David Luban is a University Professor and Professor of Law and Philosophy. Since 2013, he has also served as Class of 1984 Distinguished Chair in Ethics at the U.S. Naval Academy’s Stockdale Center for Ethical Leadership. His research interests center on moral and legal responsibility in organizational settings, including law firms, government, and the military. In addition to legal ethics, he writes on international criminal law, national security, and just war theory. His current project is a book on the moral and legal philosophy of Hannah Arendt.

Luban is a member of the American Academy of Arts and Sciences. He has been a Guggenheim Fellow and a Fellow of the Woodrow Wilson Center, and has received prizes for distinguished scholarship from the American Bar Foundation and the New York State Bar Association. In 2011 he was a Fellow of the Institute for Advanced Studies at Hebrew University.

Luban’s books include Lawyers and Justice: An Ethical Study (Princeton University Press, 1988), Legal Modernism (University of Michigan Press, 1994), and Legal Ethics and Human Dignity (Cambridge University Press, 2007). His most recent book, Torture, Power, and Law (Cambridge University Press, 2014), won the American Publishers Association PROSE Award for professional and scholarly excellence in philosophy. Other books include edited anthologies and casebooks on international criminal law and legal ethics. Along with many scholarly articles, Luban has written for The Boston Review, The New York Review of Books, and Slate; he blogs on Balkinization and Just Security.

Luban joined the Georgetown faculty from the University of Maryland. He has held visiting chairs at the Fordham, Harvard, Stanford, and Yale Law Schools; and has been a visiting professor at the Interdisciplinary Center (Israel), Dartmouth College, and the University of Melbourne. A frequent speaker in the United States, Luban has also lectured in eighteen other countries.

Luban is on the editorial boards of Ethics & International Affairs, Legal Ethics, and the Just Security blog. He has served on the D.C. Bar’s ethics committee, and chaired the AALS Sections on Professional Responsibility and on Law and Interpretation, as well as the American Philosophical Association’s Committee on Law and Philosophy. He has testified before both houses of Congress.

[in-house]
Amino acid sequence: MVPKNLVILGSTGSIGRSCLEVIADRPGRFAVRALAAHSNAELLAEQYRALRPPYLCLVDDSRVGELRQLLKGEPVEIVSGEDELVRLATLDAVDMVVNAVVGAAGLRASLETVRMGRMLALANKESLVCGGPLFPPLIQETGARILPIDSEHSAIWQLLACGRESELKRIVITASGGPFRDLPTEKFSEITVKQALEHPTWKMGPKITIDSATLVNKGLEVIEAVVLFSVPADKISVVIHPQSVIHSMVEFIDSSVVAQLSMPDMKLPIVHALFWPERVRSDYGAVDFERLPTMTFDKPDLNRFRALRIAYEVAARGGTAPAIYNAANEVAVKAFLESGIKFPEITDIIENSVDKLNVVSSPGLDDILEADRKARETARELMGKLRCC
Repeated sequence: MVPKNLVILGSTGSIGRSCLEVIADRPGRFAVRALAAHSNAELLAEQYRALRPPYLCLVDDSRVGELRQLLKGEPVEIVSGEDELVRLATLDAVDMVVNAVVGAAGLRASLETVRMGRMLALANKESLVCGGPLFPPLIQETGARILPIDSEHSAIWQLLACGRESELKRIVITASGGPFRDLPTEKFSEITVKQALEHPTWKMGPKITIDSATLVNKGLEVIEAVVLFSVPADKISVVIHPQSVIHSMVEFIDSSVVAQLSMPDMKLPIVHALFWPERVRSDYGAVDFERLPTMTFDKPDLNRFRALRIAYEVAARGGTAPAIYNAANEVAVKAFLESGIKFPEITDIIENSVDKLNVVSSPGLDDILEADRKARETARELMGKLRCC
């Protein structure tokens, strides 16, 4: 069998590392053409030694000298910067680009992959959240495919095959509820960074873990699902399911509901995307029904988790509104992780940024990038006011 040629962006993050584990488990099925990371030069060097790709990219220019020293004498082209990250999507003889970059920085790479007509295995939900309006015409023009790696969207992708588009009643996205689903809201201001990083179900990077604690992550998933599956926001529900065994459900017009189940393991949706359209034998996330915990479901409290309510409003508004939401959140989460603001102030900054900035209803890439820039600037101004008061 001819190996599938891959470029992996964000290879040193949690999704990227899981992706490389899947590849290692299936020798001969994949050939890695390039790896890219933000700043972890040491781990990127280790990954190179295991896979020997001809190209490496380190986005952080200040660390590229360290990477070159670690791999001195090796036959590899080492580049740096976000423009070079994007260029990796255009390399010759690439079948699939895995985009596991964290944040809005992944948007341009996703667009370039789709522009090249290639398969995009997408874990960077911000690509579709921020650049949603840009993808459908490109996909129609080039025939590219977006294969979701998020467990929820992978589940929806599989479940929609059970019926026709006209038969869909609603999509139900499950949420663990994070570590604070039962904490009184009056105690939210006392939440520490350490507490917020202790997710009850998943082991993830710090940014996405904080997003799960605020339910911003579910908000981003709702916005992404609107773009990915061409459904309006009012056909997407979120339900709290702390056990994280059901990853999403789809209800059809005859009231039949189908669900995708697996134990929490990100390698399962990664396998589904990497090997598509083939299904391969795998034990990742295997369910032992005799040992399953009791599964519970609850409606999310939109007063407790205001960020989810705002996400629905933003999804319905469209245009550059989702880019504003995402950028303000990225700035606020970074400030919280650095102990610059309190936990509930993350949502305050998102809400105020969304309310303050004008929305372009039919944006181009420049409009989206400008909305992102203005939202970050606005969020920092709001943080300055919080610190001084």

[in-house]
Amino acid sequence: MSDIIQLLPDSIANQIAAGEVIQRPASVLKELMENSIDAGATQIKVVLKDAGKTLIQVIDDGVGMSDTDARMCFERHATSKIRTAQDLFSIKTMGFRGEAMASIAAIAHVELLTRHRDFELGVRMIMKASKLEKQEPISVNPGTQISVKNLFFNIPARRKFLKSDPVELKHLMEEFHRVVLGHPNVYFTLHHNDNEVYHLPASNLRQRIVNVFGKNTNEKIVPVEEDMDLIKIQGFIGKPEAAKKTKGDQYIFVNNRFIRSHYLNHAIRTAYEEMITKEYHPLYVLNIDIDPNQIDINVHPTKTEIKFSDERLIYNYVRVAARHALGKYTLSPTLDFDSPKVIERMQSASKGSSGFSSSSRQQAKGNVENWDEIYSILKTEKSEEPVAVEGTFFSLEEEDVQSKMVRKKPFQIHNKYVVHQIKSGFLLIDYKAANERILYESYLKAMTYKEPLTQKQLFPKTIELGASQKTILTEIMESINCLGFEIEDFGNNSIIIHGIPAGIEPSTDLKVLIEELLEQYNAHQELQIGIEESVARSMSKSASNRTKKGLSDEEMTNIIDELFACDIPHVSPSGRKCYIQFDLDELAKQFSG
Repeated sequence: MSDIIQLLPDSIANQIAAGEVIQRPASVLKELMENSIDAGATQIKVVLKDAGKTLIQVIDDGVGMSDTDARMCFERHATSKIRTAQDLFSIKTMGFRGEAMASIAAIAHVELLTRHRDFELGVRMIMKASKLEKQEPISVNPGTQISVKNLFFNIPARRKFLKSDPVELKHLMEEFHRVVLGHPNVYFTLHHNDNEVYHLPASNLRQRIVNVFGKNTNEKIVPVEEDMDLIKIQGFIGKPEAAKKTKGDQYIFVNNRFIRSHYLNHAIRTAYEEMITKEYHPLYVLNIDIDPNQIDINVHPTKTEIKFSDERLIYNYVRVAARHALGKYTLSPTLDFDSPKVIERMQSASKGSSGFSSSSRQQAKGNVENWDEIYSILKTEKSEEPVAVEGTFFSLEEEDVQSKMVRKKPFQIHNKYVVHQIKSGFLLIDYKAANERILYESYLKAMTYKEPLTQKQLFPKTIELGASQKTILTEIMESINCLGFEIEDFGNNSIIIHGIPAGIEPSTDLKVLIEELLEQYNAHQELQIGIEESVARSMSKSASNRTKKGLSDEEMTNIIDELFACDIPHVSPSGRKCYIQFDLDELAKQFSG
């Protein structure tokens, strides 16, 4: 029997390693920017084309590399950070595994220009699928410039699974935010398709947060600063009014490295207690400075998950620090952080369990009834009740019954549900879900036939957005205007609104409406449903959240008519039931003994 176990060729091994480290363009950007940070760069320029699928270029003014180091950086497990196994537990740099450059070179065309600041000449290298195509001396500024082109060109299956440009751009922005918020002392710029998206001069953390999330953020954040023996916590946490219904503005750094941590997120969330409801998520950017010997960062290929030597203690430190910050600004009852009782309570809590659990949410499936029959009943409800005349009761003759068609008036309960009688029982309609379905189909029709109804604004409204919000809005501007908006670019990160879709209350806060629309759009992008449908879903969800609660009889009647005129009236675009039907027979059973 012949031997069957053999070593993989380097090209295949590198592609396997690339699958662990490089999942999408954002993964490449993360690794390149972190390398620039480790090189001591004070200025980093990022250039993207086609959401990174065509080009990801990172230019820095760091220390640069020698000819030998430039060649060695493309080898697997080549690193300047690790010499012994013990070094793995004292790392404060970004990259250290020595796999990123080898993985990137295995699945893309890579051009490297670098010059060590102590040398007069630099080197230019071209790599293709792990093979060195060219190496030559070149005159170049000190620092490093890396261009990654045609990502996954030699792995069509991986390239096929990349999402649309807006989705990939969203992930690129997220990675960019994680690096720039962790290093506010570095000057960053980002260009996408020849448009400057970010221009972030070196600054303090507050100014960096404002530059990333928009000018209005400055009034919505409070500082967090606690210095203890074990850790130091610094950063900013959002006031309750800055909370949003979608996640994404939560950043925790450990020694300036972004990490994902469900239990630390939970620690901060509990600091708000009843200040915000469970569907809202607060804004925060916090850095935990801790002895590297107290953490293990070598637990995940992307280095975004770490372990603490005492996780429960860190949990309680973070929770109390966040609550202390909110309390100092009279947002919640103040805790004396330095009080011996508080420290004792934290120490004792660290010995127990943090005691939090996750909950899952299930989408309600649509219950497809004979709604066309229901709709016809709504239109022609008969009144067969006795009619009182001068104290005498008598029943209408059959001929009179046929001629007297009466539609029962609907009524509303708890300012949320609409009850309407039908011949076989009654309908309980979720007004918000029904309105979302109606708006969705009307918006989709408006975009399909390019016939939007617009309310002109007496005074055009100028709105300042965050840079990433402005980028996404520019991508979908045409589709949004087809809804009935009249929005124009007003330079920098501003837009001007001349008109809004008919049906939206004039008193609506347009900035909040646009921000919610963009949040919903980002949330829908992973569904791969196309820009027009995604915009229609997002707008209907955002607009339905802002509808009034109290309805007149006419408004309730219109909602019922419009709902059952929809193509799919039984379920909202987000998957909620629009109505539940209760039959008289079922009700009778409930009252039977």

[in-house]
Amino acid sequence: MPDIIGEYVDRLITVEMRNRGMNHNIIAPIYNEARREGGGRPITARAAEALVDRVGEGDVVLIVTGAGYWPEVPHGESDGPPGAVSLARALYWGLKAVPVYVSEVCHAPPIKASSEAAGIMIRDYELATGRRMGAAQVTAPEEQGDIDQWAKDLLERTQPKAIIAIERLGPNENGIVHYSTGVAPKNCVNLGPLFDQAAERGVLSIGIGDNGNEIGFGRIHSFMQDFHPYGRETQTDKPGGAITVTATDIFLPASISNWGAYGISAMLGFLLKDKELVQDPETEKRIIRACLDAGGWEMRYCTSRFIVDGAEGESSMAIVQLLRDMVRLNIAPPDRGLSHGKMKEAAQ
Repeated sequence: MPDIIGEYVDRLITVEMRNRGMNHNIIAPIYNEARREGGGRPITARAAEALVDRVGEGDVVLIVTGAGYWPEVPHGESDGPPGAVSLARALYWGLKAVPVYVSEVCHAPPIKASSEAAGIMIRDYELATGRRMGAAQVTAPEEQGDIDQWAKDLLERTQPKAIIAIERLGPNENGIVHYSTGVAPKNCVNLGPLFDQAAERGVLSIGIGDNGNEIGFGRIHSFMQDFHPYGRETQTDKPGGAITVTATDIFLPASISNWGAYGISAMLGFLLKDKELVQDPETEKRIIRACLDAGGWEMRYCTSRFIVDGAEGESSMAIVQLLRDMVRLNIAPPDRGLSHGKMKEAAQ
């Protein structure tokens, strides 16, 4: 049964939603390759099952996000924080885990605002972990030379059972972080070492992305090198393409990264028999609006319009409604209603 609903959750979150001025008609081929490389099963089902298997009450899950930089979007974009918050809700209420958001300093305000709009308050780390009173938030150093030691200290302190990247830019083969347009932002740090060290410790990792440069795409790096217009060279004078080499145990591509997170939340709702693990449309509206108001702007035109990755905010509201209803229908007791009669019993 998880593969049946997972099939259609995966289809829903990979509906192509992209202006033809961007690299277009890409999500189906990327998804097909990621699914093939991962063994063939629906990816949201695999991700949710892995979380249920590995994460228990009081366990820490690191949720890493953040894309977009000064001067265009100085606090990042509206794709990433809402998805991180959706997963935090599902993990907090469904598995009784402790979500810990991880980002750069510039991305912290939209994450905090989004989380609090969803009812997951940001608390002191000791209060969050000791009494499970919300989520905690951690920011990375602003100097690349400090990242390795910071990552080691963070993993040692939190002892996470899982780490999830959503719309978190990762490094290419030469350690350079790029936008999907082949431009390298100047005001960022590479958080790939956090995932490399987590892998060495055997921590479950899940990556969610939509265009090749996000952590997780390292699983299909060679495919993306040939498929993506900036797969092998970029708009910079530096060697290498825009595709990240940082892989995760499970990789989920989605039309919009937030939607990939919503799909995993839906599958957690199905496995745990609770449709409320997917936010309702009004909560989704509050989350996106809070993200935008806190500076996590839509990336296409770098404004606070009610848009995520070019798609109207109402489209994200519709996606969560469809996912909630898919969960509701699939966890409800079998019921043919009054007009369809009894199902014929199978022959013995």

At the Law Center Luban regularly teaches the Legal Justice course in Section 3, as well as international criminal law, legal ethics, and seminars on various topics in legal philosophy and human rights. He has taught several times in the CALS clinic. In 2012-13, he was academic co-director of the Center for Transnational Legal Studies (London).

Scholarship

U.S. Supreme Court Briefs

Brief of War Powers Scholars as Amici Curiae in Support of Petitioner, Torres v. Texas Dep’t. of Pub. Safety, No. 20-603 (U.S. Feb. 7, 2022).
[WWW]

Book Chapters & Collected Works

David Luban, Lemkin: An Apologia, a Critique, and a Puzzle, in Le Droit sans Frontières: Mélanges pour Franz Werro [Law without Borders: Mixtures for Franz Werro] 435-443 (Eva Maria Belser, Pascal Pichonnaz & Hubert Stöckli eds., Berne, Switz.: Stämpfli 2022).
David Luban, Power’s Tribute to Reason: The Nuremberg Principles at Age 70, in 70 Years Nuremberg Principles—70 Perspectives (International Nuremberg Principles Academy forthcoming).
David Luban, Is Religion Intrinsically Bloodthirsty?, in Religion, Hateful Expression, and Violence (Morten Bergsmo ed., Torkel Opsahl Academic EPublisher forthcoming).
David Luban, There Was a Before 9/11 and There Was an After 9/11: What Did the War on Terror Change?, in The War on Terror Twenty Years Later (Stephen Woodside, ed., forthcoming).